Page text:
Oakleigh a fertile breeding ground

Few clubs can boast about nurturing talent through to the Hyundai A-League like Victorian Premier League outfit the Oakleigh Cannons.

Few clubs can boast about nurturing talent through to the Hyundai A-League like Victorian Premier League outfit the Oakleigh Cannons.

Ivan Franjic, two-time champion and one-time premier with the Brisbane Roar, is the biggest of the 10 names to graduate from the Cannons to Australia's top flight.

According to Aki Ionnas, who has been the club's general manager for 13 years, much of the credit for the player development must go to Arthur Papas.

Papas was surprisingly appointed coach of the Cannons for the 2011 season, which Ionnas described as the "best decision we've ever made" after being left "absolutely stunned" by the then 30-year-old during the interview process.

Craig Goodwin (Newcastle Jets) and Jeremy Walker (Melbourne Heart) are 'Papas' players', plucked from relative obscurity.

"It's a matter of balancing your squad, your team. That's one thing Arthur Papas identified and brought to our club," Ionnas said.

"He has had one-on-ones with our coaches and explained to them how he operated, his philosophy, and the coaches believe that."

Melbourne Heart duo Nick Kalmar and Sam Mitchinson, Adelaide United utility Cameron Watson, Melbourne Victory defender Matthew Foschini and the likes of Jimmy Downey, Steven Gray and Lewis Italiano have also graduated from the Cannons.

Papas' first move after arriving at Oakleigh was to implement a 4-3-3 formation, one which the Cannons have stuck to.

Despite his departure - to the Jets and then to India - Papas has left his mark at Jack Edwards Reserve.

"Arthur Papas has left a structure in place and also supports the club. Whenever he's in Melbourne he comes to the club," Ionnas said.

"He's definitely left a structure in place that people who take on the role can follow that role and we've been doing it quite well."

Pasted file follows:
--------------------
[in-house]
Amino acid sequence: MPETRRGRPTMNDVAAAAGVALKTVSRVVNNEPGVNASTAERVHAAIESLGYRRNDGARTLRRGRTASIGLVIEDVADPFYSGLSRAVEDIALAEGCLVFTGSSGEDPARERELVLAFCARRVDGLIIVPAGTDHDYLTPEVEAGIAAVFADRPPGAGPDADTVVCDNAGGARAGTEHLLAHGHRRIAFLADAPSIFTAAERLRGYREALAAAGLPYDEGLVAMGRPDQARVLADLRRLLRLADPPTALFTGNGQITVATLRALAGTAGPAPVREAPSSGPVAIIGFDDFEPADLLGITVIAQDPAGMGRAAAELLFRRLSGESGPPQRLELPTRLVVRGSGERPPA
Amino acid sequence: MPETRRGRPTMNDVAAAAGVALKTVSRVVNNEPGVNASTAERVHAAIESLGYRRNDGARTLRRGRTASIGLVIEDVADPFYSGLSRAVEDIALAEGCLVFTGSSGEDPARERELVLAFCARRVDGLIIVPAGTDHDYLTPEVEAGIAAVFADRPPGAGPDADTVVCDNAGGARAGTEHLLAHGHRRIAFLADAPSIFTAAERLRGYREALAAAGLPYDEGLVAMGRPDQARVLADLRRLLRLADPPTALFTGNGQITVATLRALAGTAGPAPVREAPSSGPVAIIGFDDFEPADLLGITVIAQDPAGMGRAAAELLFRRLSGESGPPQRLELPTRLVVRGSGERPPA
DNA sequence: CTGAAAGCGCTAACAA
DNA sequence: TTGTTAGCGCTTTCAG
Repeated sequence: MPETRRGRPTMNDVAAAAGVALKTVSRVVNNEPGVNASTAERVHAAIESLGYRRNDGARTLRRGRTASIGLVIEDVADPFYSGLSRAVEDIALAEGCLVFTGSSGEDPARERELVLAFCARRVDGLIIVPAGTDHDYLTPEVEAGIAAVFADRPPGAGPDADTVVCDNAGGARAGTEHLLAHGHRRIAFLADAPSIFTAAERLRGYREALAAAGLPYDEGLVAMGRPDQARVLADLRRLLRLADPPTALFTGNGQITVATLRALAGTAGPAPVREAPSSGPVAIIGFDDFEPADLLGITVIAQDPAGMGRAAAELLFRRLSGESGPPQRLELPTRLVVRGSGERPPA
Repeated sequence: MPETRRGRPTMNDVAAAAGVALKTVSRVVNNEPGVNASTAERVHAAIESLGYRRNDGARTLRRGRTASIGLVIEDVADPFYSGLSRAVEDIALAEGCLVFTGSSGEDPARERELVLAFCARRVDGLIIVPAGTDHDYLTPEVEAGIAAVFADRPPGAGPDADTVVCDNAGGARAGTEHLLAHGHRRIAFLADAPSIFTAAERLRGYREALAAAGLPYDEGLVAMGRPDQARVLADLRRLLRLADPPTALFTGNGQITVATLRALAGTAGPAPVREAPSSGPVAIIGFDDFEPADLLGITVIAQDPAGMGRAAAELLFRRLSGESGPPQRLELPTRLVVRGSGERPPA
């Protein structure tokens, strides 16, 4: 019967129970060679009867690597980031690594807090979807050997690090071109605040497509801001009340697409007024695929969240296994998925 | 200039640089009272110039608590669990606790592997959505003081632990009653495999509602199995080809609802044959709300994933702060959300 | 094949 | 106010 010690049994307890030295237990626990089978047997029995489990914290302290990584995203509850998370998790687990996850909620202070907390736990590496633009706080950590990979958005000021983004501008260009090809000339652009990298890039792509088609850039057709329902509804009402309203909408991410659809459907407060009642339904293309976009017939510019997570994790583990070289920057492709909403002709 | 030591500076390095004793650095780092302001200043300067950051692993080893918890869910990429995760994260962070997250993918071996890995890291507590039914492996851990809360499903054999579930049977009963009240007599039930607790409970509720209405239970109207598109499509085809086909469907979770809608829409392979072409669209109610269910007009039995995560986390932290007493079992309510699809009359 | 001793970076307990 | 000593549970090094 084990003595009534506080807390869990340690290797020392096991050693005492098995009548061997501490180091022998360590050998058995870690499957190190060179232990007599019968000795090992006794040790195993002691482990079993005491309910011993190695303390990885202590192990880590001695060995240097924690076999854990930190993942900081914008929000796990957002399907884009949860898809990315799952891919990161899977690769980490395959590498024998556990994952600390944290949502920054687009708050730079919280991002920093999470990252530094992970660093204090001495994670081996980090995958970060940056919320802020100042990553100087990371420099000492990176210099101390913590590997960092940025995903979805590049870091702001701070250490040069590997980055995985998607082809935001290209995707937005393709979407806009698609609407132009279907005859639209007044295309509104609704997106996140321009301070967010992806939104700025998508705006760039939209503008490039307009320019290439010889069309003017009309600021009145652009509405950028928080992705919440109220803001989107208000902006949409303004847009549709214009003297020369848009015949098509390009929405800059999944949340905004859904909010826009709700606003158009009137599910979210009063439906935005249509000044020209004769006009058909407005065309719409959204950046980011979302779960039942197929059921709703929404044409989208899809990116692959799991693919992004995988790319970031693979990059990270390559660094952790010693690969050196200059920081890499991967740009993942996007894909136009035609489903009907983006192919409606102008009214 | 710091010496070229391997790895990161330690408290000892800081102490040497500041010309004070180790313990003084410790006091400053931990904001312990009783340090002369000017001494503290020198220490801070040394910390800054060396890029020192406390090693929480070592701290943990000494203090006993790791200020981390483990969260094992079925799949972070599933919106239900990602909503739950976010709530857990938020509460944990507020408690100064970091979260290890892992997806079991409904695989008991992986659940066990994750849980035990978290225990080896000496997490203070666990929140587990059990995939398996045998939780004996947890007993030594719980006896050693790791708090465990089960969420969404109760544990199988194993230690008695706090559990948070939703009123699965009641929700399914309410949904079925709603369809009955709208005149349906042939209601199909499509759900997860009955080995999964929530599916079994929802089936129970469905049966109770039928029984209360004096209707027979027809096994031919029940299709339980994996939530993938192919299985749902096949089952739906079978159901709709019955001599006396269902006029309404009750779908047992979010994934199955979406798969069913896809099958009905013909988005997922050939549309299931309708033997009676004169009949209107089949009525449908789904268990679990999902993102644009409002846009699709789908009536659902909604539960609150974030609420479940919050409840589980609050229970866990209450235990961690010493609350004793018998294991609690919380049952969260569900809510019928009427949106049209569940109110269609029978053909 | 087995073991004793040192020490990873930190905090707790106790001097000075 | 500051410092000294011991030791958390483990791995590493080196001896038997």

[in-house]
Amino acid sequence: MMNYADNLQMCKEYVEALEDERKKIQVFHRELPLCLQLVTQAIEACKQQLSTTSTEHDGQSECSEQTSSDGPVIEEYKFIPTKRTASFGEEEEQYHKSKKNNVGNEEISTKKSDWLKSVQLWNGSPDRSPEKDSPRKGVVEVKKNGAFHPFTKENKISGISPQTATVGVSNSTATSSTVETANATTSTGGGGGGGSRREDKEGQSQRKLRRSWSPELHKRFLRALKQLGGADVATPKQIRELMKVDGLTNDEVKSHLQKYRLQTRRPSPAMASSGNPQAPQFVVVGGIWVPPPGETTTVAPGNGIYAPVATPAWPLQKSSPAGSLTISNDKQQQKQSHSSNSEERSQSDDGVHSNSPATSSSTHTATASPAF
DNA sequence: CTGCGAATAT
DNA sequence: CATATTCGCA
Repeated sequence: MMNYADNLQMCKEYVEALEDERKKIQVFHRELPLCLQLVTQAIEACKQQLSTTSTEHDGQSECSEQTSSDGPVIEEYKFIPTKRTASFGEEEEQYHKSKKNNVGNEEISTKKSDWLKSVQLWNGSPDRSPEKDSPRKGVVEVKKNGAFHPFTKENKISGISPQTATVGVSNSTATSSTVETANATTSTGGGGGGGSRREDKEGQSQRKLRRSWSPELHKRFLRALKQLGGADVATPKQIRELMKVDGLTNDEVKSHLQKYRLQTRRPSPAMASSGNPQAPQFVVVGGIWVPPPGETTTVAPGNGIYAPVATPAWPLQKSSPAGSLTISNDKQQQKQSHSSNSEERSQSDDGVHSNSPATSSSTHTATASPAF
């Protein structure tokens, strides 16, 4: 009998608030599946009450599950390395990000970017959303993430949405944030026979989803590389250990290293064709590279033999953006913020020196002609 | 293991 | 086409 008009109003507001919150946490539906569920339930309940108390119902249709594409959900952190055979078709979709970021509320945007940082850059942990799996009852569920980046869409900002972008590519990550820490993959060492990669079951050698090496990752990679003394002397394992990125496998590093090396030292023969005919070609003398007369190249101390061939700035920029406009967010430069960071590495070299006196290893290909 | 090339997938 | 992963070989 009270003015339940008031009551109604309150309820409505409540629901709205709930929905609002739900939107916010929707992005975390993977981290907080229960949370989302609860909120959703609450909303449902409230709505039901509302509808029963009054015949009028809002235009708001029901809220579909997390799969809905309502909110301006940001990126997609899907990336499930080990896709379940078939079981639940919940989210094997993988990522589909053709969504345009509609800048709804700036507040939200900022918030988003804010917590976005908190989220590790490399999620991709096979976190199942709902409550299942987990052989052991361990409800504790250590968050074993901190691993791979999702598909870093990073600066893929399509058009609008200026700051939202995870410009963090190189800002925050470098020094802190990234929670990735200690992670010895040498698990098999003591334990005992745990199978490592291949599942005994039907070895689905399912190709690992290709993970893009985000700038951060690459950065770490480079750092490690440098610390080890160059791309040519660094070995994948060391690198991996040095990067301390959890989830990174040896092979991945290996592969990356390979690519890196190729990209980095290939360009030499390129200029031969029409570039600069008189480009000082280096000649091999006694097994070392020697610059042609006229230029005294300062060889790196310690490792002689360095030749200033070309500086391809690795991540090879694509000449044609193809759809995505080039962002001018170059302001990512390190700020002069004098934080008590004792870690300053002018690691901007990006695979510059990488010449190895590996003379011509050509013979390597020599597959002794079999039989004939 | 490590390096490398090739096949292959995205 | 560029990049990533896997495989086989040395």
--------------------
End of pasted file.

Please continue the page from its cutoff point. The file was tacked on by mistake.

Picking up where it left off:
Ionnas highlights talent identification and opportunity as the keys to Oakleigh's ability to develop young stars.

Looking after players and leading them to a professional career has given the Cannons a reputation which they are keen to build.

"I think the word is out there that because we've had nine or 10 players go to the A-League in the last four years especially," Ionnas said.

"Players have seen that and it makes it a lot easier to recruit young players to the club."

The Cannons strike a balance in their squad and several younger members of their squad could be worth looking out for.

Dusan Bosnjak, formerly captain of Heart's youth team, and Reece Vittiglia are among the names to watch.

They are being guided by a group of stalwarts, including the likes of Ari Drakos, Frankie Lagana and former Victory striker Ricky Diaco.

"They're very important. Players like that - that have been at the club for three to five years, they create the core of your team," Ionnas said.

"They're very instrumental. Younger players come and look up to them."

Victoria is set to join the National Premier Leagues system from next year, and Ionnas said the state definitely needed a change.

The compensation for clubs like Oakleigh who produce talent for A-League sides is also likely to change after previously being given $3000 per player who took the step up.

Much debate still continues around the player points system, but changes are unlikely to stop the Cannons producing more A-League talent.